Curiously that accolade probably goes to the Nabatean Bedouin tribes of the land that is today southern Syria and northern Jordan, who were using it to create hidden underground water cisterns around 700BC.
The basic concrete recipe the Romans followed can be found in the Roman architect Vitruvius’s book ‘De Architectura’, published 100 years before the building of the Pantheon. He described how to make concrete out of lime and pozzolana sand, a type of volcanic ash found near Naples, all mixed with stone mass.
Different aggregates were used to give the concrete diverse densities. Travertine limestone gave the Pantheon’s foundations a density of 2,200kg per cubic metre, while lighter rock was chosen for the dome.
Pozzolans, made of siliceous and aluminous materials, possess little or no cementitious value, but when mixed with water, react chemically with calcium hydroxide at ordinary temperature to form cementitious compounds.
It was the chemistry of this material that formed the basis of the durability of the dome, enabling it to survive two millennia without the steel tension rods used today.
Indeed, the Romans understood that the bigger the structure, the stronger it was, because the simplest way to keep concrete in compression is to put heavy stuff on top of it, like more concrete.
It is a trick still used today. Many large concrete dams are either gravity or arch structures that rely on their own weight and geometry to withstand water.
However, the circular structure of the dome meant that before the ancient engineers could start making its concrete ceiling, they needed to figure out how to direct the weight away from the centre. If they didn’t, and removed the wooden structure holding it in place, the 3,000 tonnes of concrete used to make the dome would have pushed outwards and the whole edifice would have collapsed under its own weight.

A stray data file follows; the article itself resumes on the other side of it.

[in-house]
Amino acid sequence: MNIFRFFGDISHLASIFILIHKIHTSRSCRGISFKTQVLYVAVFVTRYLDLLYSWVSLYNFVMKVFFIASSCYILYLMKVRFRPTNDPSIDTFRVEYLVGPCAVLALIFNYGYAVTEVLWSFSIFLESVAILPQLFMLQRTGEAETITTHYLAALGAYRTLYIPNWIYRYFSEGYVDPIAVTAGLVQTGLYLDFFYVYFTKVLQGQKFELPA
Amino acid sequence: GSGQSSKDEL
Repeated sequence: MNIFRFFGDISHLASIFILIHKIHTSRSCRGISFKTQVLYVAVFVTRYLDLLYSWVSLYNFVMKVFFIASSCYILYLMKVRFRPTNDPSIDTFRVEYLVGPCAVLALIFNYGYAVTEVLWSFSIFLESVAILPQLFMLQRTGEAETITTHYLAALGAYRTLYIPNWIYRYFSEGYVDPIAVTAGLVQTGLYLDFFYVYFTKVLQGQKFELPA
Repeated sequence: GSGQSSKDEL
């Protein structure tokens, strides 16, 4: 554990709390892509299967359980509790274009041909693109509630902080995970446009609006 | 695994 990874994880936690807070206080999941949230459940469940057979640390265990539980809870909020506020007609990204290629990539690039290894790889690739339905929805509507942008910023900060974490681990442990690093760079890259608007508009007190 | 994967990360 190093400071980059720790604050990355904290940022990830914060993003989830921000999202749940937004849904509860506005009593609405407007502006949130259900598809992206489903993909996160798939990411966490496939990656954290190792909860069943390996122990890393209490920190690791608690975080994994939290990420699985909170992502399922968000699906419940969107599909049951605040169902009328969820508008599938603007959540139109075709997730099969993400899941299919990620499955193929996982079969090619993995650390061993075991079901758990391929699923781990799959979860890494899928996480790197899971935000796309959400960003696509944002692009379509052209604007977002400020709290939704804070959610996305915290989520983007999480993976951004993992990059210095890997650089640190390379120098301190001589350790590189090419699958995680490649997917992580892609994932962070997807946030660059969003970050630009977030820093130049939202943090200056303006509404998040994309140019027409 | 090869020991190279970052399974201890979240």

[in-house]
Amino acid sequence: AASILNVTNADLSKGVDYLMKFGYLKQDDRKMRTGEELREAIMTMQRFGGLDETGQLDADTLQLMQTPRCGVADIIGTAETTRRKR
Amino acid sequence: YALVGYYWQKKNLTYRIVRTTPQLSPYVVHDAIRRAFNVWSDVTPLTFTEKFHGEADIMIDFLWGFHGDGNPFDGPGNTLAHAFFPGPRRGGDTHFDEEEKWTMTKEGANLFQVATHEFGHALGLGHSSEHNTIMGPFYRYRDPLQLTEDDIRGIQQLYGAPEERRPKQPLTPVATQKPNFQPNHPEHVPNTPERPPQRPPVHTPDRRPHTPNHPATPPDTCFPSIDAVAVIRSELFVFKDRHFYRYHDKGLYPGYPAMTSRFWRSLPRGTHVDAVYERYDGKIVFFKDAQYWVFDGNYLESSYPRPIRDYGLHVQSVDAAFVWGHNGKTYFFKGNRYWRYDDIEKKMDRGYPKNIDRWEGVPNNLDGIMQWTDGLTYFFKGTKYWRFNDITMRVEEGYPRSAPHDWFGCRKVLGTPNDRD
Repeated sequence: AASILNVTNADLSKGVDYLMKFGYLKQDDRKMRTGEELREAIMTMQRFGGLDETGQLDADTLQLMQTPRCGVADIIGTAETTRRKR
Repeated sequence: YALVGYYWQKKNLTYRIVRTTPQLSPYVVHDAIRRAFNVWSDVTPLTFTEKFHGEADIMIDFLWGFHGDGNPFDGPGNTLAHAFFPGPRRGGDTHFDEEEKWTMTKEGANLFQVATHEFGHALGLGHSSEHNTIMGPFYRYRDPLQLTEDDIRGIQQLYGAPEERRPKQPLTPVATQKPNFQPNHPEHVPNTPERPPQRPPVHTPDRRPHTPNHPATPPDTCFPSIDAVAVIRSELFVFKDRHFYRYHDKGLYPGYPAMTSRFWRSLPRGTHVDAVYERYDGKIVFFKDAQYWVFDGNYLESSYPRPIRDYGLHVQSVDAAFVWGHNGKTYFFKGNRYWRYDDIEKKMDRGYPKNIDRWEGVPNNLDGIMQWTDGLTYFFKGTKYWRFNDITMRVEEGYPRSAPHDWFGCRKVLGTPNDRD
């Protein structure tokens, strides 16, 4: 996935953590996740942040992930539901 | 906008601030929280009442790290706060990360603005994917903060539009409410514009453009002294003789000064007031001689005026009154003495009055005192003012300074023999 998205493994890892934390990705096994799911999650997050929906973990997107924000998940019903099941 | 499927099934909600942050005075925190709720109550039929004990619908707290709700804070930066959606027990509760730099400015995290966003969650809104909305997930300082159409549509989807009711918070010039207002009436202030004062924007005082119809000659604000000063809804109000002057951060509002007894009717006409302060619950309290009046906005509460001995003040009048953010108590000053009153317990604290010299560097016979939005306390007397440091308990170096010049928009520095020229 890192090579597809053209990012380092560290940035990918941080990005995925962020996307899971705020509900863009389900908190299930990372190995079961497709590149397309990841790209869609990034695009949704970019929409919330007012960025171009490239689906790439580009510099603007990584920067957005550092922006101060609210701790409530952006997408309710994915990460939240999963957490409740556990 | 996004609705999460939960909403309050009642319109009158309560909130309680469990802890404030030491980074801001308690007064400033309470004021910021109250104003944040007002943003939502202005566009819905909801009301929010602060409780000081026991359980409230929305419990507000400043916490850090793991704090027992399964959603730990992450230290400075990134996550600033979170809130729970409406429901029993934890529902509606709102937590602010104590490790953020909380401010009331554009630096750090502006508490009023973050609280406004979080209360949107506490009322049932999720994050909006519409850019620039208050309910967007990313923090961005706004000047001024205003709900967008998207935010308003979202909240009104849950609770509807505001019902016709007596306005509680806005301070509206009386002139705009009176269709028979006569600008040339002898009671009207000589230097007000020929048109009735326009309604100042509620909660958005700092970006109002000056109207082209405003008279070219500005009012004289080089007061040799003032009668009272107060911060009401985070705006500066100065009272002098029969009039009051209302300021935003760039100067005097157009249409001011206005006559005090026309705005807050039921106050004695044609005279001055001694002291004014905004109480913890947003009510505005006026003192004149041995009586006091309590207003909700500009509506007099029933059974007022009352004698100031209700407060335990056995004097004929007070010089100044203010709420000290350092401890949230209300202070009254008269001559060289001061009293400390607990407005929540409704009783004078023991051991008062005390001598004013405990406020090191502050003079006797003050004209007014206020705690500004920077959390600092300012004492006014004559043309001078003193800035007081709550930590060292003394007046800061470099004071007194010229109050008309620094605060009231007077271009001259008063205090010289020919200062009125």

Even the kind of scaffolding framework used to support such a framework is still under discussion. “Think of the design of the scaffolding that holds a structure of that weight,” says Perucchio. “They [the ancient Romans] had a high mastery in using timber framing in a way that no other earlier cultures had developed.”
Today when we build in concrete, we introduce a steel tension rod which picks up half of the stresses in the concrete. The Romans used their ancient concrete recipe, and an abundance of highly skilled artisan labour, who tamped the stiff mixture into moulds and walls, rather than pouring it as is done today.
To build the dome, the Roman builders constructed a solid base, a wall six metres thick in the shape of a rotunda, to act as the foundation for the ceiling. They then used the vertical walls on either side to buttress the dome itself.